Figure 3b:: H&E at high power (200×) showing a non-necrotizing epithelioid cell granuloma with a Langhans type of giant cell in the centre (yellow arrow) and surrounding lymphocytic cuffing.

Incisional skin biopsy from labia majora showed ulcerated and hyperplastic epithelium with dense active inflammatory granulation tissue, focal acute inflammatory exudate and few non-necrotizing epithelioid cell granulomas with a few Langhans giant cells [Figures 3a and 3b]. ZN stain for AFB was negative.

Routine investigations were normal. CECT abdomen was normal without any evidence of Crohn’s disease, tuberculosis or sarcoidosis. In view of the absence of systemic symptoms, normal ACE levels and no lymphadenopathy, sarcoidosis was ruled out. The absence of cough, fever and other systemic symptoms, a normal chest radiogram and CT abdomen and a negative Mantoux test were indicators of the absence of tuberculosis. Occult blood in the stool and CECT abdomen were normal, making intestinal Crohn’s disease unlikely.

In view of the clinical presentation, histopathology, presence of leukocytoclastic-vasculitis and absence of gastrointestinal tract involvement, the final diagnosis was metastatic Crohn’s disease with leukocytoclastic-vasculitis. Patient was given oral metronidazole 250 mg daily and three sessions of intralesional steroids which resulted in 20–30% improvement over two months’ follow-up period.

Metastatic Crohn’s disease is a rare but under-recognised phenomenon characterised by granulomatous inflammation of the skin, non-contiguous from the gastrointestinal tract. The most common areas of involvement for metastatic Crohn’s disease are the vulva, penis, trunk, upper extremity and face. Around 70–90% of patients present with a prior intestinal Crohn’s disease, but in 10–30% of cases, as in our case, the gastrointestinal tract is not involved. 2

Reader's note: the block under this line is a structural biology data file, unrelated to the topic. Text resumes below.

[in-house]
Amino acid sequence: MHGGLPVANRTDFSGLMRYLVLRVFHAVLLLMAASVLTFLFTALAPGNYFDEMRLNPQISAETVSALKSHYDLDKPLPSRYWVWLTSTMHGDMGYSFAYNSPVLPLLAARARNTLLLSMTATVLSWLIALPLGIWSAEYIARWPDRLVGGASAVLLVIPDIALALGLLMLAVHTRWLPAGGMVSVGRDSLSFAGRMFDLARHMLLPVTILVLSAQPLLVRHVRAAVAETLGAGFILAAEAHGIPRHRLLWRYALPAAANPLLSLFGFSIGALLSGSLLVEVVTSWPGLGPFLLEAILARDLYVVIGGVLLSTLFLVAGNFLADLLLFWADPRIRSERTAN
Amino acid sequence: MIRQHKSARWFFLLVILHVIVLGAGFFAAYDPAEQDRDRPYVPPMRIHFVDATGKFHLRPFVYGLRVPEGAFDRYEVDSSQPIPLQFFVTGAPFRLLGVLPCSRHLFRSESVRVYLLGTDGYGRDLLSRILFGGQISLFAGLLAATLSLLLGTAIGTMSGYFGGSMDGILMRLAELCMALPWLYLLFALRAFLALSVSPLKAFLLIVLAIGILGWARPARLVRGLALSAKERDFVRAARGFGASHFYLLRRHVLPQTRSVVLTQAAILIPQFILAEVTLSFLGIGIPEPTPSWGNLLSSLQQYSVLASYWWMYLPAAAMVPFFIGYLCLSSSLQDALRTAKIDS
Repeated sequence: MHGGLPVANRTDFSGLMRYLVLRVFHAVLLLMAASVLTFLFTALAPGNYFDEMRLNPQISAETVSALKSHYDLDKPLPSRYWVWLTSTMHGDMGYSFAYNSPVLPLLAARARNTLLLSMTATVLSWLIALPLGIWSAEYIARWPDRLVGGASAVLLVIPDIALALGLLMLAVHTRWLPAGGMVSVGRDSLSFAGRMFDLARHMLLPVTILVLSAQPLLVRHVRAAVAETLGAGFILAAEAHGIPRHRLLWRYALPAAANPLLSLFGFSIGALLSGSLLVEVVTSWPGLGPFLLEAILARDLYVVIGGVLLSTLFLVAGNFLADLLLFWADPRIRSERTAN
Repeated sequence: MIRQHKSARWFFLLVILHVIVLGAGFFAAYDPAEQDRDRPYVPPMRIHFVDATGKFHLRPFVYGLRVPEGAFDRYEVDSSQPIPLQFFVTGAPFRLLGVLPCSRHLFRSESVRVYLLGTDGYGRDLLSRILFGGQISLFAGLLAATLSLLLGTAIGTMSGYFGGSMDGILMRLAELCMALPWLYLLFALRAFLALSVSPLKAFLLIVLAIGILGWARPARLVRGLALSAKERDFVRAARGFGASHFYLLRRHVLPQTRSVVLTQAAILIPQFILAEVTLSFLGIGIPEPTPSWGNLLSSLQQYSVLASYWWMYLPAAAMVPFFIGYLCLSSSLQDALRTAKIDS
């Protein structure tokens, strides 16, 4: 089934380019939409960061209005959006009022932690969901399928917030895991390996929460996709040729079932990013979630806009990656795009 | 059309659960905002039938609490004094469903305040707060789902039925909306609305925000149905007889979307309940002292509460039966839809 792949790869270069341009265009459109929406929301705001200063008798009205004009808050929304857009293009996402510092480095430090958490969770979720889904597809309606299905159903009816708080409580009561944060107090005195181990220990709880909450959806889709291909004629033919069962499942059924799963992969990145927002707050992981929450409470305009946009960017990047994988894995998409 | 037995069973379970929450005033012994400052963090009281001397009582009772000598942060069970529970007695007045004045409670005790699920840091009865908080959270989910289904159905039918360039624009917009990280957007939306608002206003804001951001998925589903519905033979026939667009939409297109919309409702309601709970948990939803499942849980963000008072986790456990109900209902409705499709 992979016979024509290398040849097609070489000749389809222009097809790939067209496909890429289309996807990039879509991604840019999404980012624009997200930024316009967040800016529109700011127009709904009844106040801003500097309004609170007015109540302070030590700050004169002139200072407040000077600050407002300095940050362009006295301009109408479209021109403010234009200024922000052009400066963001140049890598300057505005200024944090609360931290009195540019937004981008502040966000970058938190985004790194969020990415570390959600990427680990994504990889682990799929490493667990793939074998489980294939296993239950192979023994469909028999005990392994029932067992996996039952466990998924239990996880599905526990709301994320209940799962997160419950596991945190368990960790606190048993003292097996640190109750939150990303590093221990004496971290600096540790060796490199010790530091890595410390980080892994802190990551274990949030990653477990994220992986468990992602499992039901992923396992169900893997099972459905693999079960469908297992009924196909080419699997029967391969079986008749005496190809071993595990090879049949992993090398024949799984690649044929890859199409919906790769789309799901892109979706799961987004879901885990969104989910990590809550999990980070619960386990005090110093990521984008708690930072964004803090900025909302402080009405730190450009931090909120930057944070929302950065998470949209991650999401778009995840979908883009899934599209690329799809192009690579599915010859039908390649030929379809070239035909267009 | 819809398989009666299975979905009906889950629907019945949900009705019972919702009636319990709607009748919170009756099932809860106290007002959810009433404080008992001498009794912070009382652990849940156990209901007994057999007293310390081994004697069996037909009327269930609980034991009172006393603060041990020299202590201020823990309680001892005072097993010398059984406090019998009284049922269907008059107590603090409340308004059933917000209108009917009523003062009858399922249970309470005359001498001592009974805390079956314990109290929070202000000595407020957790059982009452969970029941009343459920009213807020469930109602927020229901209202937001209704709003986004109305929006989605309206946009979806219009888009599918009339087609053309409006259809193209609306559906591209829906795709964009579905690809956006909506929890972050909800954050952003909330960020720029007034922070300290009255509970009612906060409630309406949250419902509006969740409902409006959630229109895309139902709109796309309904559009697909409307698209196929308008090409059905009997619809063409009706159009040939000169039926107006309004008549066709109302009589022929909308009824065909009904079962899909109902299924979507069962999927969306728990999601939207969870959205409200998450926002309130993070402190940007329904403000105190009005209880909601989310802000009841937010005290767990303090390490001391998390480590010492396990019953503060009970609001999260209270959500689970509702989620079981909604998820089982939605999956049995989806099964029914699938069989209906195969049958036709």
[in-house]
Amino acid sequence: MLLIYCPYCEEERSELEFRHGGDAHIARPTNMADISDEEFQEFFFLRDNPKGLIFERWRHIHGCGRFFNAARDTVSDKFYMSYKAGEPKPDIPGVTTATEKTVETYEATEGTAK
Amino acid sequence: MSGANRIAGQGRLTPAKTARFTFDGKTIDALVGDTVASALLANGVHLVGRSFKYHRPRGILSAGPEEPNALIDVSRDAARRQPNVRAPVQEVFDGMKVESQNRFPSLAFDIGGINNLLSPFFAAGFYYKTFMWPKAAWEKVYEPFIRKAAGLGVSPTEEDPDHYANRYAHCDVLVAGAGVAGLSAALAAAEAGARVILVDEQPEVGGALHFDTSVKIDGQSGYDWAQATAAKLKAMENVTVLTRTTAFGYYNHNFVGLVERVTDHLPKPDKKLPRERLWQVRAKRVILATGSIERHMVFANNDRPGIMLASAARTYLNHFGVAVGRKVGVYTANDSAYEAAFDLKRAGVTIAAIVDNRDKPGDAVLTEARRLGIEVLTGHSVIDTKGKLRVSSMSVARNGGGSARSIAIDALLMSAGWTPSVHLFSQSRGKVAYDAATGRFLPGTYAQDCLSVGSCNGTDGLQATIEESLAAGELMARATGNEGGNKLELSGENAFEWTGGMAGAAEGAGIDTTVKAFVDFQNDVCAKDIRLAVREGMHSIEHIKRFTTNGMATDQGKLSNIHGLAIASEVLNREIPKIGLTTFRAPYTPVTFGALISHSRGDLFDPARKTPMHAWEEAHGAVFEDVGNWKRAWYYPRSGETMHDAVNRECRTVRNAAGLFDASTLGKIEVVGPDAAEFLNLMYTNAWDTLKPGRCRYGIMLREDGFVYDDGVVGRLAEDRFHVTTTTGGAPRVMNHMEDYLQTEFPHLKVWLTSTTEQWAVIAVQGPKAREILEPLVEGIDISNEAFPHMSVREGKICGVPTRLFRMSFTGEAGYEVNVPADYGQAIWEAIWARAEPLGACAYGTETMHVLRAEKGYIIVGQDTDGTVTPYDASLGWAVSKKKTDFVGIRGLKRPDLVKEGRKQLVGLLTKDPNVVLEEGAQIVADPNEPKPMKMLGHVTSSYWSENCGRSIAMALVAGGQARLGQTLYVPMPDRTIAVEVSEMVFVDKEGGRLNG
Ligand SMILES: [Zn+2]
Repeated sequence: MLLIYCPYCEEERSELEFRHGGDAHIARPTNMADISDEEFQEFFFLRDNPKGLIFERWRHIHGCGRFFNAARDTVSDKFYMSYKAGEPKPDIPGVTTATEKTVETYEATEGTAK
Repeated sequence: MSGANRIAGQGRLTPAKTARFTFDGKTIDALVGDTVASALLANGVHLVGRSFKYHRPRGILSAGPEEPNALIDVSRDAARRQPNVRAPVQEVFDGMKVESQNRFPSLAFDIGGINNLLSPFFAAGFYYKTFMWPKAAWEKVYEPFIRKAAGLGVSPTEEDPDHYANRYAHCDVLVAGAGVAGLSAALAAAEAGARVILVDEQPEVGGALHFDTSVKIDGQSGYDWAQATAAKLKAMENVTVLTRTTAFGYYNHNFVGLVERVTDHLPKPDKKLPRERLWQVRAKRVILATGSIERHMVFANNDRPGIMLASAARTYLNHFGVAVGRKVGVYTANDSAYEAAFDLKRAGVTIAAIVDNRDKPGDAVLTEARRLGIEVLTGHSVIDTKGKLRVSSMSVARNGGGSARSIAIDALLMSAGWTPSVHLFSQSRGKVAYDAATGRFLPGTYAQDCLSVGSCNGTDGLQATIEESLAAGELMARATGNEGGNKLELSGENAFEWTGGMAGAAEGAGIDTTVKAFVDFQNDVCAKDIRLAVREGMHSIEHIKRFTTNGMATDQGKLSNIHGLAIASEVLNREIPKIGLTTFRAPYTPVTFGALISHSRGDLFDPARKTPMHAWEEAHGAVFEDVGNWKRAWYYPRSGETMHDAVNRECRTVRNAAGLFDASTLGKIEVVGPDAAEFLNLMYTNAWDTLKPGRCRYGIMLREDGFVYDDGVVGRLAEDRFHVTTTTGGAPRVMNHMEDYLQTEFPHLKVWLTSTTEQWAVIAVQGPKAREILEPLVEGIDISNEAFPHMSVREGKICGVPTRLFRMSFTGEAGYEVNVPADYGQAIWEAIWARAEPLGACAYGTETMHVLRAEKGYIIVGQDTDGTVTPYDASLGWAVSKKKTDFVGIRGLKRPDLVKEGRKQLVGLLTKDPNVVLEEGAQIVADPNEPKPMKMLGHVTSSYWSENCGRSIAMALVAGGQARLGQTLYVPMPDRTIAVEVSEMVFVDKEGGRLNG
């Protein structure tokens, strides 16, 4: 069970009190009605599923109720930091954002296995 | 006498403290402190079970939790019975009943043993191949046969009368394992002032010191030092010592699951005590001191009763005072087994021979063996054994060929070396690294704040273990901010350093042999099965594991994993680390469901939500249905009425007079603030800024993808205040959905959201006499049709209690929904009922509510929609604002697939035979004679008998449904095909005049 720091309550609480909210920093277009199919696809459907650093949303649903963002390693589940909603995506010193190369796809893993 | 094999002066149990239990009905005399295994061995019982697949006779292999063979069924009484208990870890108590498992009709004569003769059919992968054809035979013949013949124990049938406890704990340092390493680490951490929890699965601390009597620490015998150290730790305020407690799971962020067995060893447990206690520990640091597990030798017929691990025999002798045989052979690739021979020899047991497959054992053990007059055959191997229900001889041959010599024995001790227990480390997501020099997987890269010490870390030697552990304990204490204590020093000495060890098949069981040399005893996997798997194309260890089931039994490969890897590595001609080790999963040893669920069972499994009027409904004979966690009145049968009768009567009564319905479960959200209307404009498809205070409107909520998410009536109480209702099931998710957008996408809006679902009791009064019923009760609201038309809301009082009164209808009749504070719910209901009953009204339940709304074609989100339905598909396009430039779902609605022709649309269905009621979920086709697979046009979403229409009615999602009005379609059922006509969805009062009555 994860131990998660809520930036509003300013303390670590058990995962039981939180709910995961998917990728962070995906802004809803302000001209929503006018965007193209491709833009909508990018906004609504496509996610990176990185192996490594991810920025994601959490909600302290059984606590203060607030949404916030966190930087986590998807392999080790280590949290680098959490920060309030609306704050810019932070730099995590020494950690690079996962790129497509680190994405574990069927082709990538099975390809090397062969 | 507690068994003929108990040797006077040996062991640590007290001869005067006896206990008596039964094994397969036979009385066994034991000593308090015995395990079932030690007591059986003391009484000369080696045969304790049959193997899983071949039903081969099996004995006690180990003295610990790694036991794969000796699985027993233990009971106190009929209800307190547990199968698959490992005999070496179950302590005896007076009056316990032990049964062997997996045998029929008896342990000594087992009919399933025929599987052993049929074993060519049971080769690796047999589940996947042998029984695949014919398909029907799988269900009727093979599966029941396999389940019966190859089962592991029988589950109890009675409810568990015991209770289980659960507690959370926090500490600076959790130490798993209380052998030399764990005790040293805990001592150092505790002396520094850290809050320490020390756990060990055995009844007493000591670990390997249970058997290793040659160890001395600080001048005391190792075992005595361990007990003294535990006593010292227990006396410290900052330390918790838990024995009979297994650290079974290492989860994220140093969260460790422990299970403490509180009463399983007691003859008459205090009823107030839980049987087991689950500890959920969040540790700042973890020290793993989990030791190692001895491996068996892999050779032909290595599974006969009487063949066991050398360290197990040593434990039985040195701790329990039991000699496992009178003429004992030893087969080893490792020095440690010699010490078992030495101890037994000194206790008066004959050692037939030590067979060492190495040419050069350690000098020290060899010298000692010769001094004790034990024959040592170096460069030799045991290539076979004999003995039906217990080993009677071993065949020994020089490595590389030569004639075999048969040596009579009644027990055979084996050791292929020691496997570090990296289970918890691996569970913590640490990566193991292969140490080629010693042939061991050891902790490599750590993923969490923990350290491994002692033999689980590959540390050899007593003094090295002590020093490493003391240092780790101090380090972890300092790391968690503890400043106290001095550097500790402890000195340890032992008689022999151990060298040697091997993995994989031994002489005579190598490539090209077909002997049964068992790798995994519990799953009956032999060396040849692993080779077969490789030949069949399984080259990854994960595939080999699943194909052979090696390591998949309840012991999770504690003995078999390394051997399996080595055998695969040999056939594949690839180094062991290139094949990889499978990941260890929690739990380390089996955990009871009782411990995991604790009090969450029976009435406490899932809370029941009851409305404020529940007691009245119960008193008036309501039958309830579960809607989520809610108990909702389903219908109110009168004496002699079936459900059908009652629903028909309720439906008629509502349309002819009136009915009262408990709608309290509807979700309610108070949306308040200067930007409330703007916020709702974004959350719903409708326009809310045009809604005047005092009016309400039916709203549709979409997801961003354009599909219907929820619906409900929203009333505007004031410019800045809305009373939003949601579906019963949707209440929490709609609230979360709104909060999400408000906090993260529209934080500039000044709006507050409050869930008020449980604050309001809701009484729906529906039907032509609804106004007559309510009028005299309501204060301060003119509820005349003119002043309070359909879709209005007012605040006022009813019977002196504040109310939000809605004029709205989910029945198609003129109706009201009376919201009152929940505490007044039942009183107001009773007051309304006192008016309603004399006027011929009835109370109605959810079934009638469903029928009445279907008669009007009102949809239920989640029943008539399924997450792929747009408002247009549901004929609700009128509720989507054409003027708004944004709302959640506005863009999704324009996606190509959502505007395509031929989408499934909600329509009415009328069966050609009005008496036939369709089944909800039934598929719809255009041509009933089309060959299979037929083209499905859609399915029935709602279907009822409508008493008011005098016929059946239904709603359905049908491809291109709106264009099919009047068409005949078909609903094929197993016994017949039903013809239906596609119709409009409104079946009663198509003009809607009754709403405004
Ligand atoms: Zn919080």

Vulvar Crohn’s disease (anogenital granulomatosis) is a variant of metastatic Crohn’s disease and is defined by granulomatous inflammation independent of fistulizing Crohn’s disease. Although most cases of vulvar Crohn’s disease cause minimal discomfort, vulvar pain and pruritus can be seen in up to one third of the patients. 3

Clinically, vulvar Crohn’s disease has a variable presentation with the most common type being inflammatory asymmetrical vulvar oedema, which can affect both labia majora and minora and the vaginal wall. It can also manifest as single or multiple, asymptomatic or painful ulceration, which can be aphthoid and superficial or deep with an indurated base. Linear ‘knife-cut’ ulcerations may extend to the groins and are characteristic of genital Crohn’s disease. Hypertrophic lesions could occur, either localised or extensive. Rarely there could be chronic suppuration leading to abscess formation. 4

There are a few reports of leukocytoclastic-vasculitis occurring in patients with Crohn’s disease. 5 The lesions of leukocytoclastic-vasculitis are characterised by the appearance of palpable purpura, urticaria and ulcero-necrotic papulo-nodules predominantly on the lower extremities which improve with immunosuppressive therapy. We were unable to find any specific characteristics that have been reported for leukocytoclastic-vasculitis associated with Crohn’s disease. To the best of our knowledge, the combination of leukocytoclastic-vasculitis with metastatic Crohn’s disease has not been previously documented.

This case highlights the rare but under-recognised phenomenon of metastatic Crohn’s disease. Its association with leukocytoclastic-vasculitis makes it even more noteworthy.

Declaration of patient consent

The authors certify that they have obtained all appropriate patient consent.

Financial support and sponsorship


Conflict of interest

There is no conflict of interest.